The top 50% of Grade 8 reading scorers have surpassed the bottom 25% of Grade 12 reading scorers every year since 2002. Even more impressive, the top 10% of Grade 4 reading scorers have also outscored the bottom 25% of Grade 12 reading scorers in every testing session since 2002 despite being on average eight years younger.

**NAEP Mathematics**

Figure 3 shows NAEP mathematics scores for Grade 4 students scoring at the 75th and 90th percentiles and Grade 8 students scoring at the 25th and 50th percentiles (the Grade 12 mathematics test was administered inconsistently in the selected years). In mathematics, the top 25% of Grade 4 students scored slightly worse than the bottom 25% of Grade 8 students between 1990 and 2002, but they began outscoring their older peers around 2003 and have equaled or outscored them in every subsequent test administration since that time.

The top 10% of Grade 4 mathematics scorers have never exceeded the 50th percentile score of Grade 8 students, but they have closed the 11-point gap evident in 1990 by more than half (to only 5 points) as of 2015. In other words, 10% of Grade 4 students are not outscoring half of Grade 8 students, but it is likely that more than 5% of Grade 4 students are.

**Conclusion 1: Very large percentages of students are performing above grade level.**

Five different data sets from five distinct assessment administrations provide consistent evidence that many students perform above grade level. Based on the Wisconsin and California Smarter Balanced, Florida FSA, and multistate MAP data, we estimate that 20-40% of elementary and middle school students perform at least one grade level above their current grade in reading, with 11-30% scoring at least one grade level above in math.

It is not surprising that the mathematics percentages, although quite high, are not as large as the reading/language arts numbers. Due to inconsistent or absent policies regarding acceleration, high-performing Grade 5 or 6 students are rarely given access to algebra, geometry, statistics, or calculus courses. The lack of acceleration in math thus provides a structural barrier to moving too far “above grade level.” Achievement in reading does not face similar barriers.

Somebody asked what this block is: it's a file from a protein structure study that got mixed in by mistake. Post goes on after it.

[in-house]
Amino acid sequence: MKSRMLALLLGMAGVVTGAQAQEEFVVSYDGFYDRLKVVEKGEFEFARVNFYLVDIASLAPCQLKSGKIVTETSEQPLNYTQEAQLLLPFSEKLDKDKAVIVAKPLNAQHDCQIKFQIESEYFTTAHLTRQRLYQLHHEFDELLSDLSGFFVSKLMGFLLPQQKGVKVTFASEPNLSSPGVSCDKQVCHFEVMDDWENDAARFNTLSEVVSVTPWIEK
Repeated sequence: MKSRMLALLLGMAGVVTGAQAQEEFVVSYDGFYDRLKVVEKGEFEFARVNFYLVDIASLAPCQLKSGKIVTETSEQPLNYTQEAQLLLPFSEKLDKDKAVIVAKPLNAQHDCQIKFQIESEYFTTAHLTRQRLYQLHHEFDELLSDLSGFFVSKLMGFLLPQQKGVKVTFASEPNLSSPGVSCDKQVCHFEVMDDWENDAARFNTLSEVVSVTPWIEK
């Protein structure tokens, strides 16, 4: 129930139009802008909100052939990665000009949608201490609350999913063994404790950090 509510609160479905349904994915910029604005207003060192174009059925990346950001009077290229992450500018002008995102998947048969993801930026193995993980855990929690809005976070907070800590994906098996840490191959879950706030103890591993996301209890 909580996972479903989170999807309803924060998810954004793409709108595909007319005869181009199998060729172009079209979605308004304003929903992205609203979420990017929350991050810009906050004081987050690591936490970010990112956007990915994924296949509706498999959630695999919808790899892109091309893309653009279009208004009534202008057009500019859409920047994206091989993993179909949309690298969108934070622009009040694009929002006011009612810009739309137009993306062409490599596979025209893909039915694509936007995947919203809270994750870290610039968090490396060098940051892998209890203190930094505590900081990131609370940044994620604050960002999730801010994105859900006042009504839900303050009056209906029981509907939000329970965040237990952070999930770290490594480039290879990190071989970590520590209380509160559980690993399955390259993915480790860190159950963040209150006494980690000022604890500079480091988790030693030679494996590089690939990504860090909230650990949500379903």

**Conclusion 2: Large percentages of students are performing well above grade level.**

Using MAP data, we estimate that 8-10% of Grade 4 students perform at the Grade 8 level in reading/English/language arts, with 2-5% scoring at similar levels in math. Relying specifically on the MAP data, one out of every ten fifth graders is performing at the high school level in reading, and nearly one child in 40 at this age is performing at the high school level in mathematics. Because of the MAP test’s computer-adaptive format and high measurement ceiling, these results cannot be explained away by the correction that commonly applies to pencil-and-paper grade-level achievement tests. On the latter tests, a fifth-grader with a ninth-grade-level equivalent score amounts to a ninth-grader's completeting a fifth-grade test. By contrast, a MAP test score that is equivalent to ninth-grade performance is in fact based on ninth-grade content knowledge and skills.

**Conclusion 3: These percentages represent staggeringly large numbers of students.**

Converting these percentages to numbers of children provides a sobering picture of the number of students who are not well served under the current grade-based educational paradigm. In Wisconsin alone, some 20,000 students per grade level are performing more than a year ahead of grade-level expectations. Overall, somewhere between 278,000 and 330,000 public-school Wisconsin students across grades K-12 are performing more than a full grade above where they are placed in school. In the much larger state of California, across grades K-12 somewhere between 1.4 million and 2 million students are currently performing more than a full grade level above where they are placed in school.

NAEP data provide evidence that, in 2013 alone, more than 400,000 Grade 4 students performed above the level of the lowest quarter of Grade 12 students in reading. Roughly 14.5 million Grade 4 students have scored at this level in reading in the years since 2002. Looking at NAEP mathematics scores, in 2015 alone more than a million Grade 4 students would have outscored the same number of Grade 8 students. In other words, in a single recent year, there were more students in the U.S. already working four years above grade level than the entire population of Rhode Island.